Efforts to track available parking in the downtown shopping district may get another test, aimed at addressing the lack of consistent spacing.
Last summer, the32789 reported on a 30-day pilot program to gauge the effectiveness of sensors in identifying available parking spaces along Park Avenue. The sensors, which were tested at no cost to the city, were similar those used to track spaces in parking garages, and placed on the brick pavement.
According to Kyle Dudgeon, assistant economic development director, the tests have several goals:
- Establishing benchmark data for parking duration, frequency, and peak times
- Assess the performance and scalability of the technology
- Identifying low-cost opportunities to improve the Park Avenue experience
- Designing future mobility opportunities that align with initiatives including smart city applications
“The city and vendor found varying levels of success, but also opportunities for improvement,” said Dudgeon.
The most challenging aspect of the program was unmarked street parking. The lack of consistent spacing means the sensors have no way of accounting for vehicle size and the space between parked vehicles.
“The vendor is currently evaluating their product with the intention of proposing a second pilot to city staff,” Dudgeon added. “While we don’t anticipate new configurations, the idea is to provide information easily and reliably. We’re very appreciative of the time and effort from our vendor and city staff, looking forward to next steps, and successfully enhancing the Winter Park experience.”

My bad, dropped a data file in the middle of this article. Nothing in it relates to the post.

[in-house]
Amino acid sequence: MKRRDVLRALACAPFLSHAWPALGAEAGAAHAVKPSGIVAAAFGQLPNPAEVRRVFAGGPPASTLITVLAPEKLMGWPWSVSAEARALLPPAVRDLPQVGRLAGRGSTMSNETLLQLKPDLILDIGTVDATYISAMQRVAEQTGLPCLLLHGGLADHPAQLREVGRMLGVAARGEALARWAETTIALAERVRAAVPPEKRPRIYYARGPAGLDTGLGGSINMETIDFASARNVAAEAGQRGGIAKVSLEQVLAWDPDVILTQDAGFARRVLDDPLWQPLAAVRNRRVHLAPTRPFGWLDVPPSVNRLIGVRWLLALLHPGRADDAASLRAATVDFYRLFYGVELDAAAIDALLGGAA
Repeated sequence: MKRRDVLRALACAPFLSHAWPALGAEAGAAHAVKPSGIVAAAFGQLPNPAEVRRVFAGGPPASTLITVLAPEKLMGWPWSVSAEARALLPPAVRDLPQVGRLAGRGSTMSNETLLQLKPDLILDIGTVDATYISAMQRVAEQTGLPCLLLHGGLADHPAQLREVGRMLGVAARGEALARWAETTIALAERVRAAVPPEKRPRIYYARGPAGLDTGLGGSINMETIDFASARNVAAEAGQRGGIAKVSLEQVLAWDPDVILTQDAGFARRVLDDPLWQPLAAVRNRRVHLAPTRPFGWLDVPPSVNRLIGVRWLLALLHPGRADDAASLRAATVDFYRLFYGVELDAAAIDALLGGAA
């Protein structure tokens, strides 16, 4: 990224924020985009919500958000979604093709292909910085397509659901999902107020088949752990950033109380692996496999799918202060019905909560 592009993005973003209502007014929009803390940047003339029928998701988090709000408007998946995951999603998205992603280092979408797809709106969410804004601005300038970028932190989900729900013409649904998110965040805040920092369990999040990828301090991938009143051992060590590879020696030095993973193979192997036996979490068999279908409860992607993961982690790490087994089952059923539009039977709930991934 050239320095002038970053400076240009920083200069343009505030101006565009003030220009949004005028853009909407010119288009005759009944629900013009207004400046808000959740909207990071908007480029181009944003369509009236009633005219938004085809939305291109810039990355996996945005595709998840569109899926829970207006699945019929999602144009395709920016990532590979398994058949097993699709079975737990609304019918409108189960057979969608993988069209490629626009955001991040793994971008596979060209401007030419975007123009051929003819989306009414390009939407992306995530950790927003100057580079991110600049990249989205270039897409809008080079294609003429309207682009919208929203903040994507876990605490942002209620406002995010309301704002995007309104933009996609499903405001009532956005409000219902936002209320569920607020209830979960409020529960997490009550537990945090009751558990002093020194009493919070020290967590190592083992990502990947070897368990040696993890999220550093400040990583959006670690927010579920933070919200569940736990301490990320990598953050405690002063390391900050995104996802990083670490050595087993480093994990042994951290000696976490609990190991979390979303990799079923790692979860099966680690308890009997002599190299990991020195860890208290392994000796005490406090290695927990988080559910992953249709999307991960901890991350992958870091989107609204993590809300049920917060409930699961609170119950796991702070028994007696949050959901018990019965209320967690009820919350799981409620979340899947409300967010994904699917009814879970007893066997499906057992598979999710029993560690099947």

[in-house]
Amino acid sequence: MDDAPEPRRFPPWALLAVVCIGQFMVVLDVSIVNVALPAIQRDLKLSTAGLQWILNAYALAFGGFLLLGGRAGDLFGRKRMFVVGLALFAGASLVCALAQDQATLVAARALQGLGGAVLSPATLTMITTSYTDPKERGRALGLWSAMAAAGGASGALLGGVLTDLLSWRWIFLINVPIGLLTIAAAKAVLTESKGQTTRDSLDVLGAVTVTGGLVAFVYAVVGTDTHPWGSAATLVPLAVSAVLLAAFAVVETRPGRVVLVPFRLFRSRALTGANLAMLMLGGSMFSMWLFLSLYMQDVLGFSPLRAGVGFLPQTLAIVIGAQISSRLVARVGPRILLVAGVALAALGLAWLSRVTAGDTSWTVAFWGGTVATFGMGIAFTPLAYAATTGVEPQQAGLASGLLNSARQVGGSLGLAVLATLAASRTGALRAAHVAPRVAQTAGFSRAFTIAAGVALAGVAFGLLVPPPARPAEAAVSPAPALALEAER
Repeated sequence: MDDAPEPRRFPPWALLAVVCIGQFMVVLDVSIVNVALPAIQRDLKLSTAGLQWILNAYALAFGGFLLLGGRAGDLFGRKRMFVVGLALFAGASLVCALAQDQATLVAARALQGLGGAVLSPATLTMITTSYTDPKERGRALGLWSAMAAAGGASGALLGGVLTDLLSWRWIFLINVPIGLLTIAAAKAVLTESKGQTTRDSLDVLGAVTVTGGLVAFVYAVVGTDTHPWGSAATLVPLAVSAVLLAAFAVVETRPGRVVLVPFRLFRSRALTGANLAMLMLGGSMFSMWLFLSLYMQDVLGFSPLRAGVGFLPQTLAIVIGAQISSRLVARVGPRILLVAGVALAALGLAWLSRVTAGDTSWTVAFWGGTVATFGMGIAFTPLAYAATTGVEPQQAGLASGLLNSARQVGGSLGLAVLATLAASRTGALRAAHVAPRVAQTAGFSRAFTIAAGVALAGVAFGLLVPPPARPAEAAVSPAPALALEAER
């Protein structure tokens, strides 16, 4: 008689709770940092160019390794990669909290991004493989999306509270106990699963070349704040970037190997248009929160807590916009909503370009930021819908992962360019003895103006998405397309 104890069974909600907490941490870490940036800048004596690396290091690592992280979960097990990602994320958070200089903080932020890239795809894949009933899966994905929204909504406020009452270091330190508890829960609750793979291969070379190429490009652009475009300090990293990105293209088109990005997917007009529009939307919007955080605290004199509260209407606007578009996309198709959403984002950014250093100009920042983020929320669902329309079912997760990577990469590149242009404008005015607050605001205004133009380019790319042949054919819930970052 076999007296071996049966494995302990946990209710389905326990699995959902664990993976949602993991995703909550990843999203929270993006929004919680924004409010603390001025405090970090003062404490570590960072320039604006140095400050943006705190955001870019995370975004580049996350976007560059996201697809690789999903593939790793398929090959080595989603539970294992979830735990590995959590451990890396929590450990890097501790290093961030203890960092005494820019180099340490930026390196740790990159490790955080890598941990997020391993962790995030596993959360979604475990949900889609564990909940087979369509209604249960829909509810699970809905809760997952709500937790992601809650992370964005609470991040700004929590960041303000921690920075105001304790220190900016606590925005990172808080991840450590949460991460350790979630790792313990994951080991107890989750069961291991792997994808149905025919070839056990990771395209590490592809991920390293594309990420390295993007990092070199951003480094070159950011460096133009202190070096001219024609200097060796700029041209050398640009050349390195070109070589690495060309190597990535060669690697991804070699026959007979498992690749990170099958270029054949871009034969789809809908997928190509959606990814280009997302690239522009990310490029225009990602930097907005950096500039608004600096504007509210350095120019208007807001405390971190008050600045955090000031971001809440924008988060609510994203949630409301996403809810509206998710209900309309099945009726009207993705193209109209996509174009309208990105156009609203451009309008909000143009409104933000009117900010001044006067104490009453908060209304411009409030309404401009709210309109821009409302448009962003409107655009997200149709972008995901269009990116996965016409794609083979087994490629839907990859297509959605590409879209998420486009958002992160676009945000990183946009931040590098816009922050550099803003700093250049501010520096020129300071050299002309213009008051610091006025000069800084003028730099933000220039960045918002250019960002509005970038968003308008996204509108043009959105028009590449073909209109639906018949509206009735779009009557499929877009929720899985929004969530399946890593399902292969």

Aside from tracking available spaces, the possibility of a shuttle route from local parking lots to select destinations was discussed last year by City Commission. However, the idea hinged on the passing of the now-failed Orange County transportation tax.
“It hasn’t been talked about since the tax didn’t pass,” City Manager Randy Knight told the32789. “As of now, we don’t have a funding source for that.”
There is no word on when the new parking pilot program will begin, but it would utilize the same unobtrusive sensors placed along Park Avenue and come at no cost to the city.